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Vera Farmiga and David Duchovny Headline the Stoner Coming-of-Age Saga ‘Goats’

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Director Chistopher Neil and the cast of GOATS. Photo by Stephen Speckman.

Jeff Hansen

Coming-of-age stories in film are as ubiquitous as the human condition itself. But rarely does such a story come together as well as it does in GOATS, an intricate mash of individual life journeys, all swirling around and through a 15-year pot-smoking, cross-country running, straight-A student named Ellis (Graham Phillips).

First-time filmmaker Christopher Neil fashioned his film from Mark Jude Poirier’s infectious novel (and screenplay). And while there really are two very rascally, scene-stealing goats in the movie, the story focuses more on young Ellis and his refreshingly fluid relationships with a cast of character oddities––including Ellis’ out-there mother Wendy (Vera Farmiga), stoner sage Goat Man (David Duchovny), and often absent father Frank (Ty Burrell).

The film premiered at the Sundance Film Festival on Tuesday evening. After the screening, Neil was joined for a Q&A by cast members, which included Phillips, Duchovny, Farmiga, and Burrell.


Why did it take you so long to make the film?

Neil: I first met Mark Poirier in 2002. I had read the book and was knocked out by it. There were a lot of parallels to my own life. When we had our first meeting, we hit it off and he said that I knew the book better than he did. It was the start of a great collaboration, and I worked very closely with Mark on adapting the book along with our producer Shannon Lail.

Graham, can you talk about some of the challenges of playing such a big role?

Phillips: I don’t think anything can prepare you for having to carry your first film. But I would have never thought this was (Neil’s) first film. He was so apt at getting me to where I needed to be without ever forcing me, and helped me get there on my own.

David, how did you prepare for the odd role of Goat Man?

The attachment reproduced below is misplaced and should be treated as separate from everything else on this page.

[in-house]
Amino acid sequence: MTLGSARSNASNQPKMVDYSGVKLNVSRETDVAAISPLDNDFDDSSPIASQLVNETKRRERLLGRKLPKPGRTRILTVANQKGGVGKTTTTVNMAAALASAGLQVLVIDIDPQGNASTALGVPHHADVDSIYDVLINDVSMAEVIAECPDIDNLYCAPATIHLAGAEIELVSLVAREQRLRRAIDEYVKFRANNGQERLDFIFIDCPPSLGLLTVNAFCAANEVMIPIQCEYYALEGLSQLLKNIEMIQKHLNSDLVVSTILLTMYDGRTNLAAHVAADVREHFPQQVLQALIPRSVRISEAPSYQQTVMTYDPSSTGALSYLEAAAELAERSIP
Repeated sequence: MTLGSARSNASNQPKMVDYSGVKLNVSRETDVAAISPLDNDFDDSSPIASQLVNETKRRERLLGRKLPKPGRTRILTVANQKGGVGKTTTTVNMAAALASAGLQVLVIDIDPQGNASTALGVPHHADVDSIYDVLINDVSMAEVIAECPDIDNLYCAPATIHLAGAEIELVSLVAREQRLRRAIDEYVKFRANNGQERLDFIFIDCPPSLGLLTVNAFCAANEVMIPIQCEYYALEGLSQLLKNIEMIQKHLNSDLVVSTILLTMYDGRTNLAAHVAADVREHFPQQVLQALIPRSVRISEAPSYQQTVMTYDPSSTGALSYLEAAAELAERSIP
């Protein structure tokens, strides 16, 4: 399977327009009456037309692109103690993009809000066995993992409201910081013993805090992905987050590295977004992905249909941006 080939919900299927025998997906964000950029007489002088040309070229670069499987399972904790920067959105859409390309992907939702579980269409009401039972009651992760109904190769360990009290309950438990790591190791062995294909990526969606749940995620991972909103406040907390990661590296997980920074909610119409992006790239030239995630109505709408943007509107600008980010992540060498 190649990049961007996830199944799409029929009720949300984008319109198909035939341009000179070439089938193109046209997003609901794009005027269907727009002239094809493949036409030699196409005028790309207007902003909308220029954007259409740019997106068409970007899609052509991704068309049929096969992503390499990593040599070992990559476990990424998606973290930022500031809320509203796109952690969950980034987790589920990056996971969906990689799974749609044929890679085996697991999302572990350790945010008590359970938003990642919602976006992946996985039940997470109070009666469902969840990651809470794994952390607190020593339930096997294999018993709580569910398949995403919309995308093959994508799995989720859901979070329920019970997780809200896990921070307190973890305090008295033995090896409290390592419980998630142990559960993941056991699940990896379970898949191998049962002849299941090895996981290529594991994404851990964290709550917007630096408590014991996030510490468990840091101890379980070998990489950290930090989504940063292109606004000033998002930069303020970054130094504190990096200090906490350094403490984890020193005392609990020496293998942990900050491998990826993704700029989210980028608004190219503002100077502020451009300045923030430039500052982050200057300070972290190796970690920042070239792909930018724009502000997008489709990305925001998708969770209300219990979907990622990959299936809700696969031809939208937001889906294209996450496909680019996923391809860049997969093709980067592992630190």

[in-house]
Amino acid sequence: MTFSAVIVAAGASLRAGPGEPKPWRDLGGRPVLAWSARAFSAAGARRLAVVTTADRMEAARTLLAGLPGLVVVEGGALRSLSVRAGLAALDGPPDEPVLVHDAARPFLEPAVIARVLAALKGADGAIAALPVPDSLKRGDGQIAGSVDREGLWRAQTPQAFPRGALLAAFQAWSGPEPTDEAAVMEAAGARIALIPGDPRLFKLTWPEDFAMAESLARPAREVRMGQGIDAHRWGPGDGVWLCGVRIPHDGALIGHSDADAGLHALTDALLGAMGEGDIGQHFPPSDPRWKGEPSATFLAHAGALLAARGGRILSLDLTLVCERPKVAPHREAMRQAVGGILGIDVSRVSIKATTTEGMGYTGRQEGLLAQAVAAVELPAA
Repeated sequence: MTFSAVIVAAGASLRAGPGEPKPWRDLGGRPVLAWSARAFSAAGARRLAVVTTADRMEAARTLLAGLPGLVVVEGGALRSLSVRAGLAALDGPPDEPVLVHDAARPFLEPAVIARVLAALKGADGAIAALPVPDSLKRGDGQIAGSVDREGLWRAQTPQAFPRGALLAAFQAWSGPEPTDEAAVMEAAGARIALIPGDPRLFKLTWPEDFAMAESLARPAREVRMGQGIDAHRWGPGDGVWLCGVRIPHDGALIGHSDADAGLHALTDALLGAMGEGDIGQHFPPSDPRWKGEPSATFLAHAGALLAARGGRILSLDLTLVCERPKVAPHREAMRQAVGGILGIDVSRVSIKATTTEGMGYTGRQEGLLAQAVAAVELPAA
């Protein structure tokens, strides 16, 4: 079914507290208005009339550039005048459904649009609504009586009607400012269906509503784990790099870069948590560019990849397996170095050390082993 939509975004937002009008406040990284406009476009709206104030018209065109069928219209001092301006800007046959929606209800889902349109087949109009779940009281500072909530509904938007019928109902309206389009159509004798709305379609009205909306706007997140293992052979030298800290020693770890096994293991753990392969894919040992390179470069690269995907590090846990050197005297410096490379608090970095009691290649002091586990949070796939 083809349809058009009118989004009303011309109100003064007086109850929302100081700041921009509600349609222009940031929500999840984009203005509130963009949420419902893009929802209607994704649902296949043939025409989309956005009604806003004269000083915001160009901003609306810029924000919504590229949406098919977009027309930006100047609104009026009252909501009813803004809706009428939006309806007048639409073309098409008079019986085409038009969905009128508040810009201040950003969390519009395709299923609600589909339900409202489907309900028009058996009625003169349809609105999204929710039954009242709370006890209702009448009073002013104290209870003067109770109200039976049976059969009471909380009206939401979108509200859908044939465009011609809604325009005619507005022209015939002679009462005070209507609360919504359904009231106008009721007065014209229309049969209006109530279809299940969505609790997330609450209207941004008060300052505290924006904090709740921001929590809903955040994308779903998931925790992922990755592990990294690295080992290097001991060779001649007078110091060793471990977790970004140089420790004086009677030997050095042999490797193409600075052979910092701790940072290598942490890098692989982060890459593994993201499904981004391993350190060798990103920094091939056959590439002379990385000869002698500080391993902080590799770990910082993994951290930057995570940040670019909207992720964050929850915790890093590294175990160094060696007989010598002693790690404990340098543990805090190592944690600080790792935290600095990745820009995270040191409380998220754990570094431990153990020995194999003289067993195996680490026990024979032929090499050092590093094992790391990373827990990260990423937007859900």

Duchovny: The original Goat Man was actually a person in Chris’ life. He shared that guy with me…his pictures, the way he looked. So he helped immerse me into all things Goat Man.

Vera, what drew you to this role as the mother?

Farmiga: As a mother, who is learning to be the best mom that I can…I think the character was a contradiction, very tortured and yet very childlike. It put me into some very interesting headspace. That intrigued me. And honestly, I wanted to wear kaftans!

Ty, how do you go from playing everyone’s favorite father in Modern Family to everyone’s least favorite father?

Burrell: I started by reading Mark’s book, which was a really beautiful read. The script was equally beautiful. It was a refreshing change to play somebody so measured. And I think the commonality is that both of those characters are both really trying, but this particular character was a little more fearful.

I know working with goats must have been a little difficult. Did any of you have any funny stories?

Phillips: The scene we were doing would totally dictate how the goats would act. If it were a tense scene, they would get all serious, but if it were more easygoing, they would be a little more relaxed. And it was very difficult to drive with them in the back of a very small Jetta, The horns would poke through just about anything.

How long was the shoot and tell us about some of the challenges?

Neil: The film was shot in just under 25 days—and it has a lot of locations and a lot of scope. We shot in Tucson, Arizona for at least half of that, we shot in Albuquerque, and we shot a bit on the east coast. I had to employ a second unit for a week in Tucson, so that gave us a lot of the film’s textures and landscape. I really feel like we did 10 years of prep and three weeks of production.

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Sundance Institute Piloting Direct Individual Support for Mediamakers Through the Sundance Institute | Humanities Sustainability Fellowship

Long before the COVID-19 pandemic upended life in general, and halted production and distribution for many creatives, the nonfiction field was plagued by issues of sustainability. For several years, sustainability has been an urgent and vigorous topic of study, debate, and organizing, as more and more filmmakers find it difficult, if not impossible, to make a living solely on the basis of their creative work. 

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